Given a word u and a context-free grammar G, how do we determine if uL(G)?

One way is to look for any subword v of u such that there is a production Av. If this is successful, we may replace v with A in u to obtain a word w, so that wu. We may then repeat the process on w to obtain another word x such that xw (if successful). In the end, if everything works successfully, we arrive at the starting non-terminal symbol σ, and get a derivation σ*u as a result, so that uL(G). This procedure is known as the bottom-up parsing of the word u.

In general, unless one is very lucky, successfully finding a derivation σ*u requires many trials and errors, since at each stage, for a given word u, there may be several words w such that wu.

Nevertheless, there is a particular family of context-free grammars, called the LR(k) grammars, which make the bottom-up parsing described above straightforward in the sense that, given a word u, once a word w is found such that wRu, any other word w such that wRu forces w=w. Here, R is known as the rightmost derivation (meaning that u is obtained from w by replacing the rightmost non-terminal in w). The L in LR(k) means scanning the symbols of u from left to right, R stands for finding a rightmost derivation for u, and k means having the allowance to look at up to k symbols ahead while scanning.

The details are as follows:

Definition. Let G=(Σ,N,P,σ) be a context-free grammar such that σσ is not a production of G, and k0 an integer. Suppose U is any sentential form over Σ with the following setup: U=U1U2U3 where

  • U3 is a terminal word,

  • XU2 a production, and

  • σR*U1XU3RU.

Let n=|U1U2|+k, and Z the prefix of U of length n (if |U|<n, then set Z=U).

Then G is said to be LR(k) if W is another sentential form having Z as a prefix, with the following setup: W=W1W2W3, where

  • W3 is a terminal,

  • YW2 is a production, and

  • σR*W1YW3RW,

implies that

W1=U1,Y=X,and  W2=U2.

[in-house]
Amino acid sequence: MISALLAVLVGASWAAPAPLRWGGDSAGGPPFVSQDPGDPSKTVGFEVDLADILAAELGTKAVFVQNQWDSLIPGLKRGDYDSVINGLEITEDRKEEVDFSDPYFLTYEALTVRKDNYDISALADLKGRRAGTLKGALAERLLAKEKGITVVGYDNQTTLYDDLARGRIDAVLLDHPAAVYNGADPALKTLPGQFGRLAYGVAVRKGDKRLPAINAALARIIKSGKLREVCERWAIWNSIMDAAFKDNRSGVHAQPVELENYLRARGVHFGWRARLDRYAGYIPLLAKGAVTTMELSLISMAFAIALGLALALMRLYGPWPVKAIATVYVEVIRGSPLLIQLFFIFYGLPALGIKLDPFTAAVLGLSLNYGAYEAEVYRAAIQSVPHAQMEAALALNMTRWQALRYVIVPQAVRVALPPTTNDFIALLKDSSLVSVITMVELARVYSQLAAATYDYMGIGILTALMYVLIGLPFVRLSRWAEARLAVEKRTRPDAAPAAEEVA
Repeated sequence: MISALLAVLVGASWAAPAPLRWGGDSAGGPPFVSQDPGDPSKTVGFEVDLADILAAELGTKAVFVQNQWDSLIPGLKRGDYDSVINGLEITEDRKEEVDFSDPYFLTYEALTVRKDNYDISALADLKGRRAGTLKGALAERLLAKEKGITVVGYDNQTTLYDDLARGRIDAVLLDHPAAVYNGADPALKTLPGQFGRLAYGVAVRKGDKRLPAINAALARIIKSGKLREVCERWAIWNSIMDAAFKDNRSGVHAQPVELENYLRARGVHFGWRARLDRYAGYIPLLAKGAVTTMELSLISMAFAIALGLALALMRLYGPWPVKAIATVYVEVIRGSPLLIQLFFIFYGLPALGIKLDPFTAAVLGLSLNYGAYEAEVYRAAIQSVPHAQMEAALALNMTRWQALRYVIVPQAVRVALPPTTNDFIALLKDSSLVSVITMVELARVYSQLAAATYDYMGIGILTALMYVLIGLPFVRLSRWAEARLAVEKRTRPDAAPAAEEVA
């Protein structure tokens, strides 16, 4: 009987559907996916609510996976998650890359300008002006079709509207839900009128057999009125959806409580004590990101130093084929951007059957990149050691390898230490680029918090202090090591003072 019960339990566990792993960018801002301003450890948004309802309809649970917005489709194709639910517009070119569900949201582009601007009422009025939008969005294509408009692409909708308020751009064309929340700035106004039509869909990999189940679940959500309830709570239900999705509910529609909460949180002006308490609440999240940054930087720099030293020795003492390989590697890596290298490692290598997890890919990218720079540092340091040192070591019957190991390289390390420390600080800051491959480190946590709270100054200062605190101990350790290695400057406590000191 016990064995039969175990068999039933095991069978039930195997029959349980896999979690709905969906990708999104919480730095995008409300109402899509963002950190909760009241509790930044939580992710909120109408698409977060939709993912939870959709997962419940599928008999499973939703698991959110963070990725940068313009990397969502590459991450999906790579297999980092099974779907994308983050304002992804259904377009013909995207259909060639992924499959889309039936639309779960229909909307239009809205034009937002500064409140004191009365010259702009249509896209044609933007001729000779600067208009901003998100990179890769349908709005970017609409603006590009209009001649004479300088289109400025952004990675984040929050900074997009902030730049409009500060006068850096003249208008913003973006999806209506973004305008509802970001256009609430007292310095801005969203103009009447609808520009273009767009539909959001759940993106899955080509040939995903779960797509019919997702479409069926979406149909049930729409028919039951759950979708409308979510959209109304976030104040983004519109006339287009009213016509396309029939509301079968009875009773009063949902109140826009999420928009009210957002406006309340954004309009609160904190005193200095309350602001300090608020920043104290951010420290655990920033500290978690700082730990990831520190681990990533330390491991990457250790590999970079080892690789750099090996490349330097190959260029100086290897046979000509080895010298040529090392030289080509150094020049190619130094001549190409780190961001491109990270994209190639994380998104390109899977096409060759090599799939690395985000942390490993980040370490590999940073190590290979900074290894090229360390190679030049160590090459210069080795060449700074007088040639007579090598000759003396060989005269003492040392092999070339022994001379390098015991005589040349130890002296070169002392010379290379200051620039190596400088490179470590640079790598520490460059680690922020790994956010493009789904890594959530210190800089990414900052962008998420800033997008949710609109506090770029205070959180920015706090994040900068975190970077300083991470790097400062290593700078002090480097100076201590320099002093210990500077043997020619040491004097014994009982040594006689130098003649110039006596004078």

Simply put, if DU and DW are the rightmost derivations of U and W respectively, and if the prefix of U obtained by including k symbols beyond the last replacement in DU is also a prefix of W, then the prefix of U obtained by including k symbols beyond the last replacement in DU is also a prefix of W, where U and W are words at the next to the last step in DU and DW respectively. In particular, if U=W, then U=W. This implies that any derivable in an LR(k) grammar has a unique rightmost derivation, hence

Proposition 1.

Any LR(k) grammar is unambiguous.


  • Let G be the grammar consisting of one non-terminal symbol σ (which is also the final non-terminal symbol), two terminal symbols a,b, with productions

    σaσb,σσb  and  σb.

    Then G is not LR(k) for any k0. For instance, look at the following two derivations of U=a2σb3:

    σ*aσb2a2σb3  and  σ*a2σb2a2σb3

    Here, U1=a, U2=σb. Let k=1. Then the criteria in the definition are satisfied. Yet, W1=a2U1. Therefore, G is not LR(1).

  • Note that the grammar G above generates the languagePlanetmathPlanetmath L={ambnn>m}, which can also be generated by the grammar with three non-terminal symbols σ,X,Y, with σ the final non-terminal symbol, where the productions are given by


    However, this grammar is LR(1).

Determining whether a context-free grammar is LR(k) is a non-trivial problem. Nevertheless, an algorithmMathworldPlanetmath exists for determining, given a context-free grammar G and a non-negative integer k, whether G is LR(k). On the other hand, without specifying k in advance, no algorithms exist that determine if G is LR(k) for some k.

Definition. A language is said to be LR(k) if it can be generated by an LR(k) grammar.

Theorem 1.

Every LR(k) language is deterministic context-free. Every deterministic context-free language is LR(1).

Hence, deterministic context-free languages are the same as LR(1) languages.


  • 1 A. Salomaa, Formal Languages, Academic Press, New York (1973).
  • 2 J.E. Hopcroft, J.D. Ullman, Formal Languages and Their RelationMathworldPlanetmath to Automata, Addison-Wesley, (1969).
Title LR(k)
Canonical name LRk
Date of creation 2013-03-22 19:00:31
Last modified on 2013-03-22 19:00:31
Owner CWoo (3771)
Last modified by CWoo (3771)
Numerical id 11
Author CWoo (3771)
Entry type Definition
Classification msc 03D10
Classification msc 68Q42
Classification msc 68Q05
Synonym LR(k)
Related topic LLk